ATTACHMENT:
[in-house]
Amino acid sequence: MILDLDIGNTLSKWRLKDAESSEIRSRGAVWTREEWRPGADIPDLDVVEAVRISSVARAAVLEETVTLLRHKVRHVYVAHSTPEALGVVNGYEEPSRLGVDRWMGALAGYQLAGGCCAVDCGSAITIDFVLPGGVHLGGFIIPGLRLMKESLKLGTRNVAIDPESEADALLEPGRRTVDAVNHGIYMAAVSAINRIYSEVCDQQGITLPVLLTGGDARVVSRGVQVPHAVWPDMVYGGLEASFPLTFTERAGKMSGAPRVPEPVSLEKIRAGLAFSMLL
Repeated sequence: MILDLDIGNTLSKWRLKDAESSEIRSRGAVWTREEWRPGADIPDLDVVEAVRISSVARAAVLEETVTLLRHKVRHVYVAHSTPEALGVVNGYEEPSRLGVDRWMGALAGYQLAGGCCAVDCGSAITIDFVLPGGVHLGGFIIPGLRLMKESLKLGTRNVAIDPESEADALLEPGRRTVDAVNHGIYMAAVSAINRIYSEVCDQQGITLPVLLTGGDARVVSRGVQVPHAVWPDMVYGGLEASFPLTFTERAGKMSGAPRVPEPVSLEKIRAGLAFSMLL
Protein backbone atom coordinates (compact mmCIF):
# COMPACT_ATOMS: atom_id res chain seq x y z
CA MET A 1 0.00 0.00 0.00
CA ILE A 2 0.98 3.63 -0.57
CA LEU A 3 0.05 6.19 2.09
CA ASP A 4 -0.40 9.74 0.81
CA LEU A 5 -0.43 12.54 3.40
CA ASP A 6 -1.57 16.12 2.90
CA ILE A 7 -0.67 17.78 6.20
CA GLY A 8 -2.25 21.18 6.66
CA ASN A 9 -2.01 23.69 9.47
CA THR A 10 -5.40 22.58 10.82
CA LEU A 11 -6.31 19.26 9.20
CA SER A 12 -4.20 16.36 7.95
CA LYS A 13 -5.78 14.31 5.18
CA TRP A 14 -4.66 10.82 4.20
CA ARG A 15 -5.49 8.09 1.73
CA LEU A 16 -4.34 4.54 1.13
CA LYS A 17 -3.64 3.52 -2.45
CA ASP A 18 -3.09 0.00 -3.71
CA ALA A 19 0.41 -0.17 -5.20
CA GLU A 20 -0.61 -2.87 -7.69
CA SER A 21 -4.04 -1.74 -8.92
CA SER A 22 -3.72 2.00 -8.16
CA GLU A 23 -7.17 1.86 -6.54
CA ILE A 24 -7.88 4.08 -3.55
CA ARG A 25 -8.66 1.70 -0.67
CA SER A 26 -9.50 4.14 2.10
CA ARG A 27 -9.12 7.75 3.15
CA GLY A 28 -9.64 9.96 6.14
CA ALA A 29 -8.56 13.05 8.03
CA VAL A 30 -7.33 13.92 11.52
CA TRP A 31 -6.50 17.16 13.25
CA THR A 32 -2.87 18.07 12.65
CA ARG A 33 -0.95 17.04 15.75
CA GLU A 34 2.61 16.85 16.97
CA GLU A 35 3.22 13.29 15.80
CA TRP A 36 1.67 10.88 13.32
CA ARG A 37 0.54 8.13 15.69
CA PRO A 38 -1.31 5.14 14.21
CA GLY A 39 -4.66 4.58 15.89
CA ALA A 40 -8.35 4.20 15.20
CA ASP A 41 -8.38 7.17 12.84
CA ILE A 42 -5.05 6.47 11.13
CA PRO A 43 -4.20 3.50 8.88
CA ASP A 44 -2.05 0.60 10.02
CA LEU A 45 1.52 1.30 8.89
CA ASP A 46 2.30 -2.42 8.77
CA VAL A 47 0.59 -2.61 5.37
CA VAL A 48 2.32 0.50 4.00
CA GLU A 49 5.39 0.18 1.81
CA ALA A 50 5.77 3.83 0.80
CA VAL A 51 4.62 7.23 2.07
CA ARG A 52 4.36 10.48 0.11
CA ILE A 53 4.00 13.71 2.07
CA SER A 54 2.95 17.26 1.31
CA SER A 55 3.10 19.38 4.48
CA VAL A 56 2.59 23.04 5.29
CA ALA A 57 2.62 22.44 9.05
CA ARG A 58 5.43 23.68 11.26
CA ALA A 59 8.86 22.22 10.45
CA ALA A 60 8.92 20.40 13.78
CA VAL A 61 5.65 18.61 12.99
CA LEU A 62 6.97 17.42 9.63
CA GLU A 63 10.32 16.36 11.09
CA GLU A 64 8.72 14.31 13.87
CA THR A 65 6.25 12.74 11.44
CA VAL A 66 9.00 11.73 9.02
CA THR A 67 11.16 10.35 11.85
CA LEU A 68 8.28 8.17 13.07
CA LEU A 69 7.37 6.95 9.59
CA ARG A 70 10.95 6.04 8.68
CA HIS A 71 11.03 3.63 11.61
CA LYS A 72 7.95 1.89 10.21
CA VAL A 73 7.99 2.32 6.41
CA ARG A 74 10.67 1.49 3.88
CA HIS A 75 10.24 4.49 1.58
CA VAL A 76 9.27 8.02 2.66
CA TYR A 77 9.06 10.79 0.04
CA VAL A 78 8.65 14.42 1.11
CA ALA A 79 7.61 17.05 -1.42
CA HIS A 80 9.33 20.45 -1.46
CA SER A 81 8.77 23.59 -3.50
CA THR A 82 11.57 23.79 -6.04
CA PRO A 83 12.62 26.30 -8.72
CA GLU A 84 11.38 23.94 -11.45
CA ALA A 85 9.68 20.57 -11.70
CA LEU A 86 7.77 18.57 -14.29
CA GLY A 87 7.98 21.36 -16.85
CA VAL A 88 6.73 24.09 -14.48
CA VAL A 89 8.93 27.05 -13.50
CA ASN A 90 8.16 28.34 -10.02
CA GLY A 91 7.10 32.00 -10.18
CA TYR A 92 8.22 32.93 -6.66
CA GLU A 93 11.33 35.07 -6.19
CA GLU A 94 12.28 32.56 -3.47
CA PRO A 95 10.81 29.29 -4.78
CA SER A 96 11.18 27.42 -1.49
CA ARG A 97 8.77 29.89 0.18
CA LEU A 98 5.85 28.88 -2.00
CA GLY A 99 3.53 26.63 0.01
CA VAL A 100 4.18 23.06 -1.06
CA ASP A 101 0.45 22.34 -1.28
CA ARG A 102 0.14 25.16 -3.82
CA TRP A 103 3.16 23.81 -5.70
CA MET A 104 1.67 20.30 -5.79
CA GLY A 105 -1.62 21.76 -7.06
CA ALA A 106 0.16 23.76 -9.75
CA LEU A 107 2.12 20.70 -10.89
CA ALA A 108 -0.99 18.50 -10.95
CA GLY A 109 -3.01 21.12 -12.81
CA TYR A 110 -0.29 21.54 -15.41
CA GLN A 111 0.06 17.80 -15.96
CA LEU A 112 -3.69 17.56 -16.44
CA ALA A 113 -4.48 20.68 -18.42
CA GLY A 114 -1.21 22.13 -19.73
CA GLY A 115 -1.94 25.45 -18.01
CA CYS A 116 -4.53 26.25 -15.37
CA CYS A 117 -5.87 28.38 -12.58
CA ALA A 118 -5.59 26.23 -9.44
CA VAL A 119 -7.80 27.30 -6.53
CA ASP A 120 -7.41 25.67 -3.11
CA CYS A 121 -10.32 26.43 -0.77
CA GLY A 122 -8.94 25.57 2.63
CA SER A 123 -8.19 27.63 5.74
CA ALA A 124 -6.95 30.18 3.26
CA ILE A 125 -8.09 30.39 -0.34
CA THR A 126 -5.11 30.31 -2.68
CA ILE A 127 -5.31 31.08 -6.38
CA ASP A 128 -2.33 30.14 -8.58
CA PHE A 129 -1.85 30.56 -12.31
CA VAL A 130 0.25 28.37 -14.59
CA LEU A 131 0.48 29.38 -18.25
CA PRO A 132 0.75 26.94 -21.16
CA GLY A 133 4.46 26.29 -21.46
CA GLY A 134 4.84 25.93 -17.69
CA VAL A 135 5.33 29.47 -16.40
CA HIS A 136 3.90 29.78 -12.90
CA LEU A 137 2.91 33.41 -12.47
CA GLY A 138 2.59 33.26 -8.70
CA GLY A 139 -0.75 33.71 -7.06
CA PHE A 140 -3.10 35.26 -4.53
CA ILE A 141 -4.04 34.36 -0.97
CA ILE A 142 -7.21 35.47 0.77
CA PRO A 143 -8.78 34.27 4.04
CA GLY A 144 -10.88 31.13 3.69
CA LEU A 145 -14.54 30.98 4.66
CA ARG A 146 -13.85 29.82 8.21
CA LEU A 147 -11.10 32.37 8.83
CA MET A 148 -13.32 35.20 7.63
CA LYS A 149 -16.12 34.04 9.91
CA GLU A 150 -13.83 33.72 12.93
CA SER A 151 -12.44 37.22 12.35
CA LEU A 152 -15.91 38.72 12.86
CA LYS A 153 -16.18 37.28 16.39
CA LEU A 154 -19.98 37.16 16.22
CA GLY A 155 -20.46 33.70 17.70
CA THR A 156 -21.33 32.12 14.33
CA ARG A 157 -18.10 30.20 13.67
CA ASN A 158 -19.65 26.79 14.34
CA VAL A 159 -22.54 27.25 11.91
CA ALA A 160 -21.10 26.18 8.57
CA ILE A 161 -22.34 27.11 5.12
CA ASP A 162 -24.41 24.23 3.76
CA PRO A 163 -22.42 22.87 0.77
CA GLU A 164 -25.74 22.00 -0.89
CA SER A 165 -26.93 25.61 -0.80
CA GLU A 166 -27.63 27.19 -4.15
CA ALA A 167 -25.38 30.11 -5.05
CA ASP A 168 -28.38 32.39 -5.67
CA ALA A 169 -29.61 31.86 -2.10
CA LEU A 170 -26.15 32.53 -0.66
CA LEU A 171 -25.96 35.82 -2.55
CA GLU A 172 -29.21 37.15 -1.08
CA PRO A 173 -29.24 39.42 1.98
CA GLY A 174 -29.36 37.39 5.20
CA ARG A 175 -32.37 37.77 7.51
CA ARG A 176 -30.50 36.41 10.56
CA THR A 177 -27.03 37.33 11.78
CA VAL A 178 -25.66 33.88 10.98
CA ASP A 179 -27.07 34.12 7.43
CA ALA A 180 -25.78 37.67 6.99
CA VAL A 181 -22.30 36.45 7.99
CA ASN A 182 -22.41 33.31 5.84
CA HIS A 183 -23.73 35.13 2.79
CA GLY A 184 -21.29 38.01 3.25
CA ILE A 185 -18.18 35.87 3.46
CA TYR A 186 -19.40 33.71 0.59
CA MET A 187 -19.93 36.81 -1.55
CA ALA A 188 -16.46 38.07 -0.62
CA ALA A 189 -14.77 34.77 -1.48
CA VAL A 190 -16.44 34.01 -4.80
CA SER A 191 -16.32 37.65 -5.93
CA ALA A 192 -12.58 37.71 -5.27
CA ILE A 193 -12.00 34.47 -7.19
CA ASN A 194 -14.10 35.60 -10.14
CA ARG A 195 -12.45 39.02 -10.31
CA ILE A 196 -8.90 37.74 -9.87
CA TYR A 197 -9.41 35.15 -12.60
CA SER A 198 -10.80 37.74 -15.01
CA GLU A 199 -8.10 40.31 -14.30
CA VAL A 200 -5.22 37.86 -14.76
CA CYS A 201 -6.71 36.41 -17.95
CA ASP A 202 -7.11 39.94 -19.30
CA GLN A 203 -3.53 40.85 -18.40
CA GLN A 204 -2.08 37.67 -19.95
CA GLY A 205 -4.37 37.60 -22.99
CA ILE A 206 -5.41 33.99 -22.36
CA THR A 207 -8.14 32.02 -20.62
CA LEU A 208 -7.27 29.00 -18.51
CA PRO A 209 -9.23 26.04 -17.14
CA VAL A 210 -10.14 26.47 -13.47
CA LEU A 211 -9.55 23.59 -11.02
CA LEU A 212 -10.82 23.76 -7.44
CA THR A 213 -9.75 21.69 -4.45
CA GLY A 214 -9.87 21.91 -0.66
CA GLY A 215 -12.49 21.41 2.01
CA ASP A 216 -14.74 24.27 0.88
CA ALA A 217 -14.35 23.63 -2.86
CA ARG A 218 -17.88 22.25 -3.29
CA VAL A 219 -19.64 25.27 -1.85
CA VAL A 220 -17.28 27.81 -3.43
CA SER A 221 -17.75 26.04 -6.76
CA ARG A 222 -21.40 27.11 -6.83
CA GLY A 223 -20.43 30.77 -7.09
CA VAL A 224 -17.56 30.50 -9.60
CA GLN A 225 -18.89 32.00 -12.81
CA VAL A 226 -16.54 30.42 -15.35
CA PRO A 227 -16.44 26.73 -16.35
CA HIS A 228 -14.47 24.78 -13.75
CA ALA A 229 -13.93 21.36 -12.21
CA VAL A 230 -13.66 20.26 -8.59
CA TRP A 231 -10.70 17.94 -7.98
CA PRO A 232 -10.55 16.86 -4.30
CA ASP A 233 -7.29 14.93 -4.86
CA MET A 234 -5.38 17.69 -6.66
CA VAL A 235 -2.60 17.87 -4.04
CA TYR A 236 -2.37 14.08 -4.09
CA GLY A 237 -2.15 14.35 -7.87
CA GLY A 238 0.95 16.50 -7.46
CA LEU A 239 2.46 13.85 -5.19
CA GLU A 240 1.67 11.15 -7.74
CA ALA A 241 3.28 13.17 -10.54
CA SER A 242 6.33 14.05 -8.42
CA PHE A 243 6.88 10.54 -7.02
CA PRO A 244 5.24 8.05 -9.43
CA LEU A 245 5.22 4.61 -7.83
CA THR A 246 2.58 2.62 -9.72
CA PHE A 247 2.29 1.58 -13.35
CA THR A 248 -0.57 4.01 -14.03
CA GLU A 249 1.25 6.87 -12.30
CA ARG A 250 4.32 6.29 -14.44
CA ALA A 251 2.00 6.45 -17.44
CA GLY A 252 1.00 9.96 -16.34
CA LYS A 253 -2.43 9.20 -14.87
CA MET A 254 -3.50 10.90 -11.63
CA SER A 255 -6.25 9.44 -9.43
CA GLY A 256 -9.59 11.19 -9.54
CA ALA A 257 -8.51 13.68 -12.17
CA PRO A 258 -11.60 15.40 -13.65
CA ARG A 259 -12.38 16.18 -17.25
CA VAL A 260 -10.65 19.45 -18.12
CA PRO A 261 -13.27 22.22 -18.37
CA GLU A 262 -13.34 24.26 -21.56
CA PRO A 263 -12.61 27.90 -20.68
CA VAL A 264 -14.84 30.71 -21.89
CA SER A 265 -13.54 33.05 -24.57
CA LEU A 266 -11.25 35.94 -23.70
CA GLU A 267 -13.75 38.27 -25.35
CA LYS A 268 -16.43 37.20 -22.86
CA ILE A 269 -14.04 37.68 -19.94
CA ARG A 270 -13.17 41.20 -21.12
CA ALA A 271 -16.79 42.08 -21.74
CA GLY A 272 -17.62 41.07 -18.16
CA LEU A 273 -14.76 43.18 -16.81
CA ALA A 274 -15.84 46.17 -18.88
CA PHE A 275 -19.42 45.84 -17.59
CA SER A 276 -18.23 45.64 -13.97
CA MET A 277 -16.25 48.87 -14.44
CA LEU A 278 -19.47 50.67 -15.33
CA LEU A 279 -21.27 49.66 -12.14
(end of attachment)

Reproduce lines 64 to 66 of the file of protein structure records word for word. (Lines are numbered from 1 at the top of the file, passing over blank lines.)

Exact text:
CA ALA A 59 8.86 22.22 10.45
CA ALA A 60 8.92 20.40 13.78
CA VAL A 61 5.65 18.61 12.99